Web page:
Arman Soldin, from Sarajevo to reporting on Ukraine front lines
Anyone who wanted to get the measure of Arman Soldin needed only to look at his recent footage for AFP from the besieged Ukrainian city of Bakhmut.
With Russian forces gradually tightening their grip from the north, south and east, Bakhmut -- a symbol of the war launched by the Kremlin, and of Ukraine's resistance -- looked destined to fall.
Despite the dangers, Arman was compelled to bear witness, putting himself at risk and under fire to secure images of the fierce military battle and the destruction all around.
But he also knew to recount the lives of ordinary people caught up in the conflict, desperately trying to survive amid the chaos.
There were the Bakhmut residents crossing the icy river to get food, water and wood: in Chasiv Yar, where he was killed, he found a woman tending her garden.
Back in Kyiv, he found a tender moment between a conscripted father and his young son who had fled abroad, bonding over a strategy game online.
Earlier this month, he even rescued an injured hedgehog from a trench and nursed it back to health. He named it Lucky.
Arman's extraordinary footage made headlines around the world. But he was never done.
Even after a gruelling day in the field, he could be found tirelessly uploading his pictures on social media.
There he tried to explain to as many people as possible what he had seen in what he once described as "an old-style war, in the heart of Europe".
Given his back story, it was hardly surprising.
- Refugee -
Arman Soldin was born in Sarajevo, and was one of the first Bosnians evacuated to France in early 1992. He was just 12 months old.
"Stories about refugees affect me," he told AFP in a blog interview late last year, conducted by candlelight during a power cut in Kyiv.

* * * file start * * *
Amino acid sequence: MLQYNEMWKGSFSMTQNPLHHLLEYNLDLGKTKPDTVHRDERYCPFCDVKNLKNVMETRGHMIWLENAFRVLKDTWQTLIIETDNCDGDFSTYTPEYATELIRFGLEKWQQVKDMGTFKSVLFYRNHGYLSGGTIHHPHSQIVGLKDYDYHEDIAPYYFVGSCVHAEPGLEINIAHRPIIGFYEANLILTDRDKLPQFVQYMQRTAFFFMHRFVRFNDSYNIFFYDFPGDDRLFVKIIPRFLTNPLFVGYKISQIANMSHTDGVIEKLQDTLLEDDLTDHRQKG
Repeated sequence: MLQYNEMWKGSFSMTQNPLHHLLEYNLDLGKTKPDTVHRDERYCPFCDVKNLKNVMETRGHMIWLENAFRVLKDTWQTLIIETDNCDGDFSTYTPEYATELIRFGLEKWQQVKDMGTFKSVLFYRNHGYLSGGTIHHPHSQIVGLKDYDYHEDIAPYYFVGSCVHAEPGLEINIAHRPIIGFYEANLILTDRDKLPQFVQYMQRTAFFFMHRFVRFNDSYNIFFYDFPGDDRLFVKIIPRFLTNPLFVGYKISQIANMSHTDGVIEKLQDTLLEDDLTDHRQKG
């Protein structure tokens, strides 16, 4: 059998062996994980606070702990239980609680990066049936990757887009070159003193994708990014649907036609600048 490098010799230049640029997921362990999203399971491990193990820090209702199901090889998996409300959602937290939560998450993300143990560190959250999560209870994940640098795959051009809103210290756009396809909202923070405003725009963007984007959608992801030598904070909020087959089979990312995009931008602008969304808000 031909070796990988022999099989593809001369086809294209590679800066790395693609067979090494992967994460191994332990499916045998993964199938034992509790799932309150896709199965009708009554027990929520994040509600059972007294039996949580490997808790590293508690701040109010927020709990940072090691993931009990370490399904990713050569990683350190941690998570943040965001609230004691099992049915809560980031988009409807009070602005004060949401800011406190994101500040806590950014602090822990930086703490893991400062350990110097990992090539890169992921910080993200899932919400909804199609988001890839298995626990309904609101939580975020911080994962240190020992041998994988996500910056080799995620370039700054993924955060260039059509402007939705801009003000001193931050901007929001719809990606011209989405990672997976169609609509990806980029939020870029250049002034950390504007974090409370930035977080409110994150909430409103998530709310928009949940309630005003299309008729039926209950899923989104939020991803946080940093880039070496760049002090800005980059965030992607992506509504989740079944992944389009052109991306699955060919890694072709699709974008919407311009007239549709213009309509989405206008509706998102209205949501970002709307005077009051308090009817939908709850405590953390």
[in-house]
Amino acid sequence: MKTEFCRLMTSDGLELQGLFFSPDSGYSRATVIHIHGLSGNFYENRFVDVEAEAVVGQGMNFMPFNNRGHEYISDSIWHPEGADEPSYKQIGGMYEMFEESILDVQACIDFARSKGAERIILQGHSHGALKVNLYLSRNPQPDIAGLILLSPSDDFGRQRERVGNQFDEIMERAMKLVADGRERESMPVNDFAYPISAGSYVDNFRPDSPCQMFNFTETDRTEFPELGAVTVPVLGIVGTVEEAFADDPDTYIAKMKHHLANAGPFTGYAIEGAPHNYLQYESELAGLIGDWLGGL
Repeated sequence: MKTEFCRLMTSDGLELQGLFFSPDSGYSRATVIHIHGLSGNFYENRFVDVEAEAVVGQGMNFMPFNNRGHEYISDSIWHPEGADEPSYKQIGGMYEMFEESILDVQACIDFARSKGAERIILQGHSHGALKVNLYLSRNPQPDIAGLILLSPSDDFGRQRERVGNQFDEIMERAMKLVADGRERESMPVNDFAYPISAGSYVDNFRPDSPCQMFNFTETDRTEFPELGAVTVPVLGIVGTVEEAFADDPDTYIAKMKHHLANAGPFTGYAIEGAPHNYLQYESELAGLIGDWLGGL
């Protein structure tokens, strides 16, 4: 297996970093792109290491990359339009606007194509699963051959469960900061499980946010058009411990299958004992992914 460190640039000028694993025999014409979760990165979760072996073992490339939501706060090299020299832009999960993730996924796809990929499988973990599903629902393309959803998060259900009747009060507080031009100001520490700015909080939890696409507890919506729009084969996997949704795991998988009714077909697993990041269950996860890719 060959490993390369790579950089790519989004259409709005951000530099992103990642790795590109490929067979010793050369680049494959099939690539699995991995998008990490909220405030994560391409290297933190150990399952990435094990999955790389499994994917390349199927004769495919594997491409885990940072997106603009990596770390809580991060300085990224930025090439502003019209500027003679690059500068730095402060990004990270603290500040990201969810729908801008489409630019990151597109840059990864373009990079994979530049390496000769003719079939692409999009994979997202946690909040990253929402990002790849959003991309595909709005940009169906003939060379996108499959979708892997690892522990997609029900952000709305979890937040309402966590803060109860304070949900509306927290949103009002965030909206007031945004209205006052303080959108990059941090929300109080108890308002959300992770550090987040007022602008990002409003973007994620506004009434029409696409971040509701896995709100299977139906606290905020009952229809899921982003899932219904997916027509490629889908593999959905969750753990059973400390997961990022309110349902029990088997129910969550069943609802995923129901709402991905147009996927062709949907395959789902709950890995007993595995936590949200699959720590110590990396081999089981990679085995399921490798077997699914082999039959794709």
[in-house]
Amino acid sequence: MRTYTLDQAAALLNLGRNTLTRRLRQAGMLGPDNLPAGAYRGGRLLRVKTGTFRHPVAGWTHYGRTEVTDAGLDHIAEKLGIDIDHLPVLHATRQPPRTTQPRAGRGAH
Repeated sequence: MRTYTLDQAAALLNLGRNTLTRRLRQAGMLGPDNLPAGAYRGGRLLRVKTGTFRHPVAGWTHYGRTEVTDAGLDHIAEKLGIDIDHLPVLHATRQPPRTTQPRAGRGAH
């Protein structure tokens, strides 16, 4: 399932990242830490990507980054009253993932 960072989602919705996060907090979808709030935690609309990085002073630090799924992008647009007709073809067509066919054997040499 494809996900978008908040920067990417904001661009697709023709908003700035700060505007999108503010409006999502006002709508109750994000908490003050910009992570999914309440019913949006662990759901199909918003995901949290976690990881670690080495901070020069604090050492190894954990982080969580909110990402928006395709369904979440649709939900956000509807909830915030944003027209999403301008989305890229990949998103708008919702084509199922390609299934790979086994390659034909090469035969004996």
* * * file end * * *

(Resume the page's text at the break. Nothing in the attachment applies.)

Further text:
"I come from Bosnia, Sarajevo. I understand patriotism but I don't know much about ultra-nationalism," he said.
He was fluent in French, English and Italian but it was his Bosnian heritage that helped him on the ground in Ukraine.
"I stumble through with a bit of Bosnian," he smiled modestly. "It's another Slavic language so we understand each other a bit.
"A lot of women are called Oksana, like my mother."
Arman, a gifted youth footballer who played at Stade Rennais in Brittany in France but abandoned hopes of a professional career after an injury, joined AFP as a trainee in Rome in 2015.
He made such an impression that he was hired almost immediately.
His first staff posting as a video journalist found him in London that October, just in time to cover years of Brexit drama.
During the Covid-19 outbreak in 2020, he found himself back in Rome but travelled around, searching out stories even as everything shut down.
"He always found something," one colleague said.
When the war erupted in Ukraine in February 2022, Arman volunteered to become one of the agency's first special correspondents.
- Devoted -
Ukraine seemed to be Arman's calling, and where he came of age as a journalist.
"One year almost day to day since I've come to Ukraine for the first time and that my life changed forever," he wrote in February.
"Very proud and moved of all the work, effort and tears my colleagues and I have put into this. And we're not done yet," he added.
Anyone who met Arman was swept up in his infectious enthusiasm, boundless energy and courage.
"Arman's brilliant work encapsulated everything that has made us so proud of AFP's journalism in Ukraine," said AFP global news director Phil Chetwynd.
"He was courageous, creative and tenacious. He was above all an excellent journalist who was totally committed to the story," he said.
"He was a real on-the-ground reporter, always ready to go, even in the most difficult places," added AFP's Europe director Christine Buhagiar.
"Throughout his time in Ukraine he brought back extraordinary images praised by our biggest clients... He was totally devoted to his craft," she said.
Much of Arman's footage was shot on an iPhone, but speed and mobility were not the only reasons for that. Arman also understood the effect a "big camera" could have.
"I only go up to people with my mobile," he said. "It's less scary for them."
Arman also remained eager to learn from more experienced colleagues, though to meet him you would never believe he was "the new boy", as he once said.
On March 21, he was with the AFP team in Kramatorsk, eastern Ukraine, celebrating his 32nd birthday.
"A decent bottle had been opened for the occasion and a colleague had got his guitar out," said his colleague Antoine Lambroschini.
"Arman had a delighted little smile on his face."